Principles of Islamic Jurisprudence by MH kamali

Quran see shawkani irshad p 22ff see also ghazali

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Unformatted text preview: .] [For an exclusive treatment of words of foreign origin in the But this usage is confined to odd words; a phrase or a sentence of non-Arabic origin does not occur in the Quran. [Shaltut, Al-Islam, P. 486; von Denffer, 'Ulum, P. 73.] Since the Quran consists of manifest revelation in Arabic, a translation of the Quran into another language, or its commentary whether in Arabic or other languages, are not a part of the Quran. However, Imam Abu Hanifah has held the view that the Quran is the name for a meaning only, and as such, salah may be performed in its Persian translation. But the disciples of Abu Hanifah have disagreed with this view and it is reported that Abu Hanifah himself reversed his initial ruling, and this is now considered to be the correct view of the Hanafi school. [This report is attributed to a Nuh b. Maryam who has confirmed that Abu Hanifah changed his initial ruling. See Aba Zahrah, Usul, p. 60; Shaltut, Al-Islam, P. 478; Sabuni, Madkhal, P. 4.] The Prophet himself memorised the Quran, and so did his Companions. This was, to a large extent, facilitated by the fact that the Quran was revealed piecemeal over a period of twenty-three years in relation to particular events. The Quran itself explains the rationale of graduality (tanjim) in its revelation as follows: 'The unbelievers say, why has not the Quran been sent down to him [Muhammad] all at once. Thus [it is revealed] that your hearts may be strengthened, and We rehearse it to you gradually, and well-arranged' [al-Furqan, 23:32]. Principles of Islamic Jurisprudence ~ Kamali 23 Elsewhere we read in the text: 'It is a Quran We have divided into parts in order that you may recite it to people at intervals: We have revealed it by stages' (Bani Isra'il, 17:106). In yet another passage, Almighty God addresses the Prophet: 'By degrees shall We teach you to declare [the message] so that you do not forget' (al-A'la, 87:6). Graduality in the revelation of Quran afforded the believers the opportunity to reflect over it and to retain it in their memories. Revelation over a period of time also facilitated continuous contact and renewal of spiritual strength so that the hostility of the unbelievers toward the new faith did not weaken the hearts of the Muslims. Furthermore, in view of the widespread illiteracy of the Arabs at the time, had the Quran been revealed all at once, they would have found it difficult to understand. The Quranic legislation concerning matters which touched the lives of the people was therefore not imposed all at once. It was revealed piecemeal so as to avoid hardship to the believers. p. 61; Qattan, Tashri, P. 57ff.] [Sabuni, Madkhal, PP. 41-42.; Abu Zahrah, Usul, The ban on the consumption of alcohol affords an interesting example of the Quranic method of graduality in legislation, and throws light on the attitude of the Quran to the nature and function of legislation itself. Consumption of alcohol was apparently, subject to no restriction in the early years. Later, the following Quranic passage was revealed in the form of a moral advic...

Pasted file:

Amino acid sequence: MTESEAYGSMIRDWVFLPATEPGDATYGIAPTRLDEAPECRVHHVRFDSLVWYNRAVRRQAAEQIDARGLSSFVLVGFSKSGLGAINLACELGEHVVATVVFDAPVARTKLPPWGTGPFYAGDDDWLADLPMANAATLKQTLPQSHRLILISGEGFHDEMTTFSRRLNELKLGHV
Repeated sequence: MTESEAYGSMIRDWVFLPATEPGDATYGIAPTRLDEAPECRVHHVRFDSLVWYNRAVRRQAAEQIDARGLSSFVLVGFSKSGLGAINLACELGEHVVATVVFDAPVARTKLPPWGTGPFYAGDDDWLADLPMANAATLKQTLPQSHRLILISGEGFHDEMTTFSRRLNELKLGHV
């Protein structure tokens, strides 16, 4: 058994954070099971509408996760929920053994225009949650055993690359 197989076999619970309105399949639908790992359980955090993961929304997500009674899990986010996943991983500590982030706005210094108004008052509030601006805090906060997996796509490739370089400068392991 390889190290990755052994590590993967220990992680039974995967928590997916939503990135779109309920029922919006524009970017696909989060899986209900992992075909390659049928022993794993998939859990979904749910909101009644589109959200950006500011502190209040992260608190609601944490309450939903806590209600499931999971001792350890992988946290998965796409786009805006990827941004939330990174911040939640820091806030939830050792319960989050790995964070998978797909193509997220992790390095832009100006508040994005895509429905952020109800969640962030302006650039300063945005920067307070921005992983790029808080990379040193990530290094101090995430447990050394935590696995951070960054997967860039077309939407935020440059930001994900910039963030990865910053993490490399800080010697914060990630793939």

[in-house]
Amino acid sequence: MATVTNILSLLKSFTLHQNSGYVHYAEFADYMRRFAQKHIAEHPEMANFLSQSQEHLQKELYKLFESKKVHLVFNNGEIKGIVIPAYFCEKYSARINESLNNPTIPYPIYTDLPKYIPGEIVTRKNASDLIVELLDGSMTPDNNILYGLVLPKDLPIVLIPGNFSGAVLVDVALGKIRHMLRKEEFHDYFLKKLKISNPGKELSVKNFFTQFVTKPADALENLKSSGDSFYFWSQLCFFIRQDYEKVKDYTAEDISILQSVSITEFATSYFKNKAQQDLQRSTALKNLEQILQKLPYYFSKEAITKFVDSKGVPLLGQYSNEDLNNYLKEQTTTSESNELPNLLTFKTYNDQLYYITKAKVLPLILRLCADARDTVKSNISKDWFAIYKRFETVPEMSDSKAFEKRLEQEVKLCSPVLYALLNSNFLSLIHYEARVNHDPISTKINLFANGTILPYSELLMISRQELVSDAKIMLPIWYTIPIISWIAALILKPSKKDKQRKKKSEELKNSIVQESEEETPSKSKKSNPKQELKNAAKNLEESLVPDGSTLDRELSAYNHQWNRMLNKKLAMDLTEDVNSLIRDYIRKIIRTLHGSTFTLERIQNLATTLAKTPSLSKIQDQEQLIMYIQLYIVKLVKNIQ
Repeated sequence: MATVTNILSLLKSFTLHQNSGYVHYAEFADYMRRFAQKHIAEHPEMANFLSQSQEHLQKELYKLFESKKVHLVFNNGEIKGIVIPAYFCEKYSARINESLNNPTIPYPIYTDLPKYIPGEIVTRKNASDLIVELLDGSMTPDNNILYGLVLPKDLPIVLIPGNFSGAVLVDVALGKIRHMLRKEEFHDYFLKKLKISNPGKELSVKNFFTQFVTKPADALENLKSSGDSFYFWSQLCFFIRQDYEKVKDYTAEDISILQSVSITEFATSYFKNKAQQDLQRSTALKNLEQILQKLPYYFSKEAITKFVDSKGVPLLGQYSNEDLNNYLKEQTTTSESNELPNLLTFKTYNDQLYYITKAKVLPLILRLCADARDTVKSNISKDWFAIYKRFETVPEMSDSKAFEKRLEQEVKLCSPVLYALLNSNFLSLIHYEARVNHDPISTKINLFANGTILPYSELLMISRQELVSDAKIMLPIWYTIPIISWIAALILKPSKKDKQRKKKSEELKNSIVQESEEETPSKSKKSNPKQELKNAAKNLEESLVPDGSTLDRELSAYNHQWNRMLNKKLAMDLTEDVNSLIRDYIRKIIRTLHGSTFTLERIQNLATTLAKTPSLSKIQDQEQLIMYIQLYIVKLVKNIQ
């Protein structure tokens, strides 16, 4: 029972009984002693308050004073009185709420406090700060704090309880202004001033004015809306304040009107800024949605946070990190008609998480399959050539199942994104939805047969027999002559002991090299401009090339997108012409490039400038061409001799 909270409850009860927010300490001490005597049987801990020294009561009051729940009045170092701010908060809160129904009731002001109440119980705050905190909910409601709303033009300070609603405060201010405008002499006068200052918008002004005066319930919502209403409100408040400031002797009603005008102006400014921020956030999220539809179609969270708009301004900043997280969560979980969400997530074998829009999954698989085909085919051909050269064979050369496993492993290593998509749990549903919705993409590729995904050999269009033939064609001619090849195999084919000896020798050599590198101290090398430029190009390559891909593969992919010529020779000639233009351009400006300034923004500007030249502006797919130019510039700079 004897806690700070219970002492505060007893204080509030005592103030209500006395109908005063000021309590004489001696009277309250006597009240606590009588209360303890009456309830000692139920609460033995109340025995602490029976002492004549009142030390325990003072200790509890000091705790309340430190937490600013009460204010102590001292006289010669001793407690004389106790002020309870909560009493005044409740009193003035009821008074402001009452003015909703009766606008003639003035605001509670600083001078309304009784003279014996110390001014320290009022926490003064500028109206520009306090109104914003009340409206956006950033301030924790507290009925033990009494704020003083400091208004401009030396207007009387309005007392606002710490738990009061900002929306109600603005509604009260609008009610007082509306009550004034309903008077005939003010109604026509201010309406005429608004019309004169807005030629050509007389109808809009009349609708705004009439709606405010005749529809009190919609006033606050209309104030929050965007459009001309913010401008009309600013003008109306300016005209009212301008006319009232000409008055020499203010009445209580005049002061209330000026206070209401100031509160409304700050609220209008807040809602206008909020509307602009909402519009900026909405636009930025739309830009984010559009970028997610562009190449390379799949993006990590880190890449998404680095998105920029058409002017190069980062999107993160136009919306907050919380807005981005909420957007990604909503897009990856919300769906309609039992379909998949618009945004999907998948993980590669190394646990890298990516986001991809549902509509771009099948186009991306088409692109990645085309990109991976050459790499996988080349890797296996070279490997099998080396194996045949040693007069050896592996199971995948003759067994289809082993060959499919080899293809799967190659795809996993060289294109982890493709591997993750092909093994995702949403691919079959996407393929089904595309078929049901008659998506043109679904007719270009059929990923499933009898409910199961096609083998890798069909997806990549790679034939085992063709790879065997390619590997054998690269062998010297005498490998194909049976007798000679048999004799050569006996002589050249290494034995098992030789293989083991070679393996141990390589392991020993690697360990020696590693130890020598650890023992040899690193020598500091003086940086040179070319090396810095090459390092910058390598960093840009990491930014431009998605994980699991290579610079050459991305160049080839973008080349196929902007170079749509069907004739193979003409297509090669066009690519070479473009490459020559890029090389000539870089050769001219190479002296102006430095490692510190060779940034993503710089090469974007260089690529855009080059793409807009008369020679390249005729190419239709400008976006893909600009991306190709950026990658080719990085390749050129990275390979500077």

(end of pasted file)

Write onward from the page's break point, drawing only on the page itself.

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This note was uploaded on 04/13/2013 for the course ISLAM 101 taught by Professor Islam during the Spring '13 term at Harvey Mudd College.

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